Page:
In Southeast Asia where semiconductors are assembled, the resurgence of the Covid-19 virus has led to shutdowns of assembly plants as the vaccination rate is still low. The supply of these chips has been affected by the pandemic and the industry as a whole is feeling the effects of the pandemic. Because of this, there is a widespread shortage of semiconductors that are vital to the production of automobiles.
This shortage of chips isn’t expected to stabilize anytime before mid-next year, and full recovery is projected to occur in the second half of the year. The outlook is certainly grim for the industry, as new lockdown restrictions are still being imposed across the Southeast Asia region. The outbreak of the Delta strain of the Covid-19 pandemic has caused disruptions in automobile manufacturing
Effect of Declining Supply of Semiconductors
As a result of the reduced supply of chips, automobile plants across the world are halting their plants or shutting them down completely. Toyota Motor Corp, one of the largest car manufacturers in the world intends to reduce its production by 40% and halt production at 14 of its manufacturing plants.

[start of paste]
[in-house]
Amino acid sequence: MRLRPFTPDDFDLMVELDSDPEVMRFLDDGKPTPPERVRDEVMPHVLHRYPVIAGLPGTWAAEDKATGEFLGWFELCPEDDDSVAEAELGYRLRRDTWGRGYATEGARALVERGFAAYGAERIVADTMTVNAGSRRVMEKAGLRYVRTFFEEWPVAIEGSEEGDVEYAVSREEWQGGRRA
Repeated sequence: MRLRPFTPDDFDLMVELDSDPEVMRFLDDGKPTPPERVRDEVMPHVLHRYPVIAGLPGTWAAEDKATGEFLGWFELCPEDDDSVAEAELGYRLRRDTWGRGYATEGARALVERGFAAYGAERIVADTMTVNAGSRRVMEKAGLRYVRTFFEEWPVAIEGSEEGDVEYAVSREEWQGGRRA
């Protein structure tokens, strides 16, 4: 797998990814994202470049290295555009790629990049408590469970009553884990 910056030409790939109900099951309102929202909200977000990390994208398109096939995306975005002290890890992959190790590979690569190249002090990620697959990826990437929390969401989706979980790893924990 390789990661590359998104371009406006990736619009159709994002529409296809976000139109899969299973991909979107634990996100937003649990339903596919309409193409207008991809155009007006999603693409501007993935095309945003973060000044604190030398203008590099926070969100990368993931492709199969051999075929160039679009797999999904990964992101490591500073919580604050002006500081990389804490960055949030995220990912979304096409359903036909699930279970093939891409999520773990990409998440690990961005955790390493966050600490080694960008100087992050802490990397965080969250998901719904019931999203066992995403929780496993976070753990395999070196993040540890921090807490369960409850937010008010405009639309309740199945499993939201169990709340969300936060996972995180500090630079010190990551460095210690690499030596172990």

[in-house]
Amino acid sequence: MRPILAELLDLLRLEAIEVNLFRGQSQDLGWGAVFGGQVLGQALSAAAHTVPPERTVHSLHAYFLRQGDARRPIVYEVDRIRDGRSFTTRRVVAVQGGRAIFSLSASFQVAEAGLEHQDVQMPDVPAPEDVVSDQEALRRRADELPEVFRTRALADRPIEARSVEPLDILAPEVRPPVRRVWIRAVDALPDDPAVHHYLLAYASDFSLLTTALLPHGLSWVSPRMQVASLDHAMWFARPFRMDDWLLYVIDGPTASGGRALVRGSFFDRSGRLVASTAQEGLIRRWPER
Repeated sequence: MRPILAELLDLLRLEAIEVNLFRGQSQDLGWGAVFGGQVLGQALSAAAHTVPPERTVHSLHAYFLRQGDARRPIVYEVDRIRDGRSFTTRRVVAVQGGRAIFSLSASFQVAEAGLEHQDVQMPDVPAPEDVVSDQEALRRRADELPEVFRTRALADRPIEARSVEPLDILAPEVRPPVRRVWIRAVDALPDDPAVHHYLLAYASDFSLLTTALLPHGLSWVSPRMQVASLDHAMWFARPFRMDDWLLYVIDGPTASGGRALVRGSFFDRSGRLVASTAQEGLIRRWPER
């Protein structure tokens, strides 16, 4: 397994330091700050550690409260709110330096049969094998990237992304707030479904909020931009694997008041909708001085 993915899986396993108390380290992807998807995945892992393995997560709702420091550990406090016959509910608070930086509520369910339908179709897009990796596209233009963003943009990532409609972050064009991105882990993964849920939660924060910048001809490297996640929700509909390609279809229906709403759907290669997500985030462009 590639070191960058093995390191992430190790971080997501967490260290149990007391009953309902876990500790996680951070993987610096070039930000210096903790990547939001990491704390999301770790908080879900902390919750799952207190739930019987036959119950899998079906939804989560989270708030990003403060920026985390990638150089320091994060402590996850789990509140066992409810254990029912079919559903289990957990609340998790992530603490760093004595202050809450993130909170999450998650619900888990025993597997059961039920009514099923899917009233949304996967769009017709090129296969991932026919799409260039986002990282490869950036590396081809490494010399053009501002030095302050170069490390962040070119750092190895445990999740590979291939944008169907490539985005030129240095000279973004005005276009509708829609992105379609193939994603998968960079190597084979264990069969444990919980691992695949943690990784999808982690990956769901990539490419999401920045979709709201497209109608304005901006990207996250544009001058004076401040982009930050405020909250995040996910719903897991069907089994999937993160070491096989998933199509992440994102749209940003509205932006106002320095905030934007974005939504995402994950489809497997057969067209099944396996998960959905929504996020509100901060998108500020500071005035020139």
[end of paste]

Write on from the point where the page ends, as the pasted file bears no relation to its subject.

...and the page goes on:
The Japanese automaker is known for stocking up on chips and isn’t usually disrupted by supply dips but that’s not the case this time. Unlike before when it could rely on local suppliers, now the automaker’s Asian suppliers are the ones that are most affected by the resurgence of the virus and the resultant restrictions on movement.
Ford Motor Co. also announced that production will be halted at its F-150 plant. The company cited a shortage of semiconductor supply due to the pandemic as the reason for its decision. Previously, Ford had opted to reduce shifts at its assembly plants in response to the scarcity of chips.
It is expected that the current scarcity of chips will cause the production of cars around the world to decline by 6.3 million. Only 7.1 million cars might be produced in the world this year if the market doesn’t recover soon enough. The 3rd quarter of the year is the one that’s projected to be hit the hardest; production is expected to decline by as much as 2.1 million units
Across North America and Europe, about 20 automobile plants have been affected by the chip crisis recently, and they have had to reduce or stop production completely as a result. Tesla, BMW, and Daimler are some of the long lists of automakers affected by the crisis. Together, these automakers are losing approximately $110 billion to the shortages of chips this year.
Producing chips requires procedures that take months. Add to this the fact that so many electronics now require chips during production to function, and you get a picture of why it is the case that the supply of chips is far exceeded by the demand for them globally. There is a limited number of chip factories across the world because constructing them costs billions of dollars, and not a lot of companies are willing to expend that much on creating them.